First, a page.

It was also during his abode at Leoggenthal, Holzhauser wrote his great work—the Commentary on the Apocalypse of St. John, that wonderful book, in which, according to St. Jerome, there are as many mysteries as words. This Commentary extends only to the fifth verse of the fifteenth chapter. Holzhauser, according to his biographer, wrote it under the pressure of great tribulations. During this time he gave himself up to continual prayer, and passed whole days without eating or drinking, wholly removed from the society of men. Having been asked, what we the state of his soul, when he wrote this work, he burst into tears, and replied: “I was like a child, whose hand was led, while I wrote.”

After passing ten devoted years of the ministry at Leoggenthal, where he had achieved immense good, Holzhauser received an invitation from the Elector, John (Beykirch, p. 129) Philip von Schonborn, Archbishop of Mayence, to settle in his dominions. The latter bestowed on him the rectory of Bingen, while the priests of “the Institute” were entrusted with the direction of the seminary of Wurzburg. Holzhauser won the esteem and confidence of the Elector to such a degree, that the latter took the greatest pleasure in his society, and consulted him on matters of the greatest secrecy and importance. Shortly after his arrival at Bingen, Holzhauser had an interview with our King, Charles II., then an exile, but hoping speedily to be recalled to the throne of his ancestors. Let us hear the account given of this interview by German biographer.

“This favourable opinion of Holzhauser, the Elector evinced by a continual praise of his conduct and virtues. As on one occasion, Charles II., King of England, who was still in banishment, but entertained the hope of speedily returning to England, descended the Rhine in company of the Elector, as far a Geisenheim in the Rheingau, and there passed the night with his guest, the latter took occasion to mention the name of Holzhauser. The King took occasion to mention the name of Holzhauser. The King learned from the Elector, that a priest was living in the neighborhood, who a long time ago had foretold wonderful things of the English kingdom and English king. The King expressed so much desire to see this priest immediately, that he was fetched from Bingen late in the evening, and after incurring no little danger from a storm which had suddenly arisen while he was on the Rhine, he arrived at Geisenheim at about twelve o’clock at night. Having been introduced to Charles II., and questioned about his vision in regard to the kingdom of England, and the destinies which had befallen her king, Holzhauser replied on these several points to the monarch. He recommended to his Majesty’s protection the Catholic religion, and the priests who were laboring in England in its behalf. The monarch gave him his hand, and promised to be mindful of his request.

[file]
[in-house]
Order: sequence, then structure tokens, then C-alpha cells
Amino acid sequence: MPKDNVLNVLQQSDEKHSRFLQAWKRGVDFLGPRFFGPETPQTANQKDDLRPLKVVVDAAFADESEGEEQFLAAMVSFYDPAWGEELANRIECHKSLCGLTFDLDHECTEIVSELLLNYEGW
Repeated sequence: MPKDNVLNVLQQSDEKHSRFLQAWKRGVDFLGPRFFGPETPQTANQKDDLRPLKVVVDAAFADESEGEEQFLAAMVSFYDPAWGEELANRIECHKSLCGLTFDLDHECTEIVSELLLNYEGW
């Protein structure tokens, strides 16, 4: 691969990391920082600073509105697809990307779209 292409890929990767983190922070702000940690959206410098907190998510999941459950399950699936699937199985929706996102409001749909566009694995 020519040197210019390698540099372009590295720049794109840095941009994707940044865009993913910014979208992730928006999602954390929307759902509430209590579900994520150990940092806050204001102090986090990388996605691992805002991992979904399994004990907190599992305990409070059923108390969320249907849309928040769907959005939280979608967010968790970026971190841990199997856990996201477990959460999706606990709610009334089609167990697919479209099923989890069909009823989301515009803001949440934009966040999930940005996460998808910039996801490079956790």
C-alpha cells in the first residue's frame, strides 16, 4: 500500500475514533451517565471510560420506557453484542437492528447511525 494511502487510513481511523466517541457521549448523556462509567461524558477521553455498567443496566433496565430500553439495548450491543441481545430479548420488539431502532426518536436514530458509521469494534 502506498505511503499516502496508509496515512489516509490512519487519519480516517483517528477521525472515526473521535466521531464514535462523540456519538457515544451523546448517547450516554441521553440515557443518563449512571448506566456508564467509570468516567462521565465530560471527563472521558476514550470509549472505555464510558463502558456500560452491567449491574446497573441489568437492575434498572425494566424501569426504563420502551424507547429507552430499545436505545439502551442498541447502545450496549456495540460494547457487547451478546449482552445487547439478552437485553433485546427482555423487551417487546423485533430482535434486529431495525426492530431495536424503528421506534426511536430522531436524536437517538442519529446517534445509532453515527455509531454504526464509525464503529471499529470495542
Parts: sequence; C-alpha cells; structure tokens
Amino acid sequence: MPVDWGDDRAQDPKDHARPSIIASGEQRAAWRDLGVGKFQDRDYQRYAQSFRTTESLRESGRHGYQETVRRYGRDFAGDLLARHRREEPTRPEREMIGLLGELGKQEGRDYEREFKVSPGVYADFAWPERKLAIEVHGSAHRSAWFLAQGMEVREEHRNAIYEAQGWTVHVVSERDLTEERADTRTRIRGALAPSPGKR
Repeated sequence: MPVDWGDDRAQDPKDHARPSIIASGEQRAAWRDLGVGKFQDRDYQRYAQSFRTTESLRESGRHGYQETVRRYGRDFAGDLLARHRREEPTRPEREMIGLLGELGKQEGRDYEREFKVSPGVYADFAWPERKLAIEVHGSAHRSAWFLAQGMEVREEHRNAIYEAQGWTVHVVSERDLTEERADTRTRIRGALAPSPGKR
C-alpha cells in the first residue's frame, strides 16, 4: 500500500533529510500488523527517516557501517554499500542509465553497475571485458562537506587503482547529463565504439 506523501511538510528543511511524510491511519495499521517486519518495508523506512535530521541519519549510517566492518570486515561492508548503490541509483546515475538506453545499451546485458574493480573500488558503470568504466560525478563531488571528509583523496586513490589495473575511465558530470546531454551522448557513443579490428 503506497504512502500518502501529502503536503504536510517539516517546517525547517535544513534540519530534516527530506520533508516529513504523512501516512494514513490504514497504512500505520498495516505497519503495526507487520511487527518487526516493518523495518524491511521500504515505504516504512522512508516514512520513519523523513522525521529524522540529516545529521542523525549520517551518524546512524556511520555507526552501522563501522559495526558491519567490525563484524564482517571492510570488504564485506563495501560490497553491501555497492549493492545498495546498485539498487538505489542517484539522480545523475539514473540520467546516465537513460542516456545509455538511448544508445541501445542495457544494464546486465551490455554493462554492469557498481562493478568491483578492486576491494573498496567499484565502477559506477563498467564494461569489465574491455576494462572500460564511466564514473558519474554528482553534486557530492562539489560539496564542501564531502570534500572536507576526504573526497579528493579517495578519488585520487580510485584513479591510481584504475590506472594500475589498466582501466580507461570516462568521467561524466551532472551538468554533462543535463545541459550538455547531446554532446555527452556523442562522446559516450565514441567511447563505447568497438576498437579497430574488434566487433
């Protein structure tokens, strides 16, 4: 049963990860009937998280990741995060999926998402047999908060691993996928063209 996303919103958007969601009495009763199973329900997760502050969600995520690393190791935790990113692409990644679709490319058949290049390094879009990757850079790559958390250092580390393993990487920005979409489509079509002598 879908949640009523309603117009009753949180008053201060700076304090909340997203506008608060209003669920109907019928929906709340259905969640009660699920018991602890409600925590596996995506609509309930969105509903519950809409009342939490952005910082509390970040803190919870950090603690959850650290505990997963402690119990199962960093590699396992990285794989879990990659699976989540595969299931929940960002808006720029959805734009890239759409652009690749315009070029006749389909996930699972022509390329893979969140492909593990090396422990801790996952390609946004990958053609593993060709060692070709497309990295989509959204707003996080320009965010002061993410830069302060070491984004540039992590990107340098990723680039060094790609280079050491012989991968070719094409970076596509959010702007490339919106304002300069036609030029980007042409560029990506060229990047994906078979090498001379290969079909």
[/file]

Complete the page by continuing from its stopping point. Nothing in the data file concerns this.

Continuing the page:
“It is astonishing with what a burning zeal Holzhauser labored to bring about the conversion of England. This was the marrow of his thoughts—the subject of his conversation—the sum of all his desires; with his blood would he fain have washed away, had he been so permitted, all the errors of heresy. no resolution was so fixedly implanted in him, as to go to England and there, utterly regardless of any risk he might run for his life, make a beginning towards a restoration of the Catholic faith. He awaited only the Elector’s permission to prosecute this voyage. This permission he would have sought with earnest prayers, had he not been overcome by the still more urgent solicitations of his friends, Gundel and Vogt, and been induced to defer for one or several years the execution of a project, which he never would entirely give up, in order (Beykirch, p. 130) in the first place by his presence to consolidate his rising Institute, until such time as his presence might be mere easily dispensed with. It was with difficulty he could be held back from this project.”  [Holzhauser’s Life, p. 69.]